FandLinLVSubtitled A Savage Journey to the Heart of the American Dream, what strikes the reader (or at least this reader) about Fear and Loathing in Las Vegas is the savagery with which Thompson/ Duke treats primarily the female characters and really most of the book’s secondary characters. One way of looking at the nastiness of the interactions with the waitress in the chapter ‘Back Door Beauty & Finally a Bit of Serious Drag Racing on the Strip’ is that Thompson wants to implicate all of us in the nastiness that America became after the “Main Era” ended. The Main Era is what he names that time in the 60s when ‘You could strike sparks anywhere. There was a fantastic sense that whatever we were doing was right, that we were winning’ (p. 68). He continues, ‘We had all the momentum; we were riding the crest of a high and beautiful wave. So now, less than five years later, you can go up on a steep hill in Las Vegas and look West, and with the right kind of eyes you can almost see the high-water mark – that place where the wave finally broke and rolled back.’ (I love the idea of a ‘steep hill in Las Vegas,’ a place in the middle of a desert and nearly as flat as The Netherlands.)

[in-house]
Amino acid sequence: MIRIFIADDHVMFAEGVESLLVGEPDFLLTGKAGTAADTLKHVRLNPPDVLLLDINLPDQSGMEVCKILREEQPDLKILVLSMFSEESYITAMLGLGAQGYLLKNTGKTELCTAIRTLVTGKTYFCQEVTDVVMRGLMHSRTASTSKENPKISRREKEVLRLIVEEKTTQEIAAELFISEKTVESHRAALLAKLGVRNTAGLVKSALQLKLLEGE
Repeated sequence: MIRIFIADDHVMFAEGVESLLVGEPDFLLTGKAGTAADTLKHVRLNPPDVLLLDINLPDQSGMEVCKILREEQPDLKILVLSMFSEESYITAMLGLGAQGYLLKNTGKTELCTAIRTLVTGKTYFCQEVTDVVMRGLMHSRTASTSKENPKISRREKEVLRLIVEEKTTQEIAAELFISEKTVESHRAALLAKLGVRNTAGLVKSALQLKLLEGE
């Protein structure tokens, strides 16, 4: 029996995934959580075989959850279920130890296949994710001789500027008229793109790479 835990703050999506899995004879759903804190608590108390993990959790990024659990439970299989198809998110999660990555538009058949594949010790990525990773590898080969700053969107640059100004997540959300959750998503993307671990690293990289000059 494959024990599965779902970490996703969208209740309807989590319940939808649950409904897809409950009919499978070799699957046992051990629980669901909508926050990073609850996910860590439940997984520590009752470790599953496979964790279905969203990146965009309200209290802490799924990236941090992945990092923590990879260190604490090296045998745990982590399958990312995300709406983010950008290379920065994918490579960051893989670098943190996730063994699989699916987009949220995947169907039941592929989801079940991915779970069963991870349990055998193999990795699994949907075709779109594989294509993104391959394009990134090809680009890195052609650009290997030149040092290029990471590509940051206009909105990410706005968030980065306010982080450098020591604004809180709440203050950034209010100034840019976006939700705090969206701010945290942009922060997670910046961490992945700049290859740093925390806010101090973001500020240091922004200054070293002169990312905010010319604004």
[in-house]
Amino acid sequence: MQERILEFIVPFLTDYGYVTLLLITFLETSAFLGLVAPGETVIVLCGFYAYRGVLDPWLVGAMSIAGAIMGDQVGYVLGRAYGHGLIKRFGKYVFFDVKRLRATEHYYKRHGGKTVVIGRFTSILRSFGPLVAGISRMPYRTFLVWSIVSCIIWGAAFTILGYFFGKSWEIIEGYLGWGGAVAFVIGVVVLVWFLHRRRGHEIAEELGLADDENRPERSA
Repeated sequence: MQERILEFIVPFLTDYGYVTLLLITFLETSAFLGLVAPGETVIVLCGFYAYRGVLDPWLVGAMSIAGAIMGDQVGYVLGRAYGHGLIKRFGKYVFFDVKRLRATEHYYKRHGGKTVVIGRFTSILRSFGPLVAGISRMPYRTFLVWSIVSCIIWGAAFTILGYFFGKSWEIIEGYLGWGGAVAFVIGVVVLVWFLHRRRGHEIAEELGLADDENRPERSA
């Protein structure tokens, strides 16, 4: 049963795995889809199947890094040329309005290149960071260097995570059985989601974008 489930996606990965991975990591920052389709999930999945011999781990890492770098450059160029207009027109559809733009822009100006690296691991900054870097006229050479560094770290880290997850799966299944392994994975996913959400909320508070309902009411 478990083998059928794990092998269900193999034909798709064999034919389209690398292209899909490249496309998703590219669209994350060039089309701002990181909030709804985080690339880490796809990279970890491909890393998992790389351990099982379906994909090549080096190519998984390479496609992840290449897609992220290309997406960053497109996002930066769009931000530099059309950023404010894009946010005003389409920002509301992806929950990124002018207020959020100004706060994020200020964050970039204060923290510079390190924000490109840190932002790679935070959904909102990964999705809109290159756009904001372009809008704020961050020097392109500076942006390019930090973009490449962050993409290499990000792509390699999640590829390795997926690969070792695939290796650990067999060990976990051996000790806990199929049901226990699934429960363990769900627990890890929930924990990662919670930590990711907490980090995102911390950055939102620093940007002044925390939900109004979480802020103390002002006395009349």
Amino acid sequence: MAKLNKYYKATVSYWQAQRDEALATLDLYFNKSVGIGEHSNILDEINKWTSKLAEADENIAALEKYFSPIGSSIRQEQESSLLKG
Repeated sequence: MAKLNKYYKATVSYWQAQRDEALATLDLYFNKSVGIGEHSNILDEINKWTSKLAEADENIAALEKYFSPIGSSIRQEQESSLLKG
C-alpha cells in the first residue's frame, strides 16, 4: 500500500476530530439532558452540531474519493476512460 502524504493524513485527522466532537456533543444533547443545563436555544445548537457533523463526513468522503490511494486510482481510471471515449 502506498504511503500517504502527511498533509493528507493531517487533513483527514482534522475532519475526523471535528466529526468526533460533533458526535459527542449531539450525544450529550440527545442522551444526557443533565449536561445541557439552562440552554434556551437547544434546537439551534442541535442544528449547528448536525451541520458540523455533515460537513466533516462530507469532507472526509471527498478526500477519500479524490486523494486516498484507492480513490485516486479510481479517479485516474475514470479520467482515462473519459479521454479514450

So that moment of mind-altered optimism was undone, or undid itself through subverted protest, Nixon’s treachery, an unwinnable war, and the crackdown of the original war on drugs that Nixon instigated with the help of Elvis Presley. But in the retelling, Thompson says, yes, it all fell apart and to a one, even me, we became nasty and crass.